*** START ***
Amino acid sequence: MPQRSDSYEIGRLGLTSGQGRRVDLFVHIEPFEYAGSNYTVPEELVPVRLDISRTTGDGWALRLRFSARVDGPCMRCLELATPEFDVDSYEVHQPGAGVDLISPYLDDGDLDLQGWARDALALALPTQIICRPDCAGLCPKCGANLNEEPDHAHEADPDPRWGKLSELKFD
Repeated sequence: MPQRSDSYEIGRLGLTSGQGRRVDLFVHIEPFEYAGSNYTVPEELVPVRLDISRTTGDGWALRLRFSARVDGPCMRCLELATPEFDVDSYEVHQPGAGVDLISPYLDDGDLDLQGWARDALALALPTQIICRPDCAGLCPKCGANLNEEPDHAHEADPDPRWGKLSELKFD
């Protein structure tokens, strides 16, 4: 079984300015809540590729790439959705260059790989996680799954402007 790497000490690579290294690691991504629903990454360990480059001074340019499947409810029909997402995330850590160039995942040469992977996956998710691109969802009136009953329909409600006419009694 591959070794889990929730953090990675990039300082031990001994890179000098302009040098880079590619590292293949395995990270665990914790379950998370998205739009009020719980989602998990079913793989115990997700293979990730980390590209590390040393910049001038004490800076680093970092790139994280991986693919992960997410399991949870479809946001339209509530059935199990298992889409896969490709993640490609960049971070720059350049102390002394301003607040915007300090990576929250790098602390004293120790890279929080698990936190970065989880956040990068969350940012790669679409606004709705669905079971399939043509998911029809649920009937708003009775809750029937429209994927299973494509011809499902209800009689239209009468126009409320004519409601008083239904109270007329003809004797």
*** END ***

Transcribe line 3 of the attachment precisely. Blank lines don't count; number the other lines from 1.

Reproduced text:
């Protein structure tokens, strides 16, 4: 079984300015809540590729790439959705260059790989996680799954402007 790497000490690579290294690691991504629903990454360990480059001074340019499947409810029909997402995330850590160039995942040469992977996956998710691109969802009136009953329909409600006419009694 591959070794889990929730953090990675990039300082031990001994890179000098302009040098880079590619590292293949395995990270665990914790379950998370998205739009009020719980989602998990079913793989115990997700293979990730980390590209590390040393910049001038004490800076680093970092790139994280991986693919992960997410399991949870479809946001339209509530059935199990298992889409896969490709993640490609960049971070720059350049102390002394301003607040915007300090990576929250790098602390004293120790890279929080698990936190970065989880956040990068969350940012790669679409606004709705669905079971399939043509998911029809649920009937708003009775809750029937429209994927299973494509011809499902209800009689239209009468126009409320004519409601008083239904109270007329003809004797």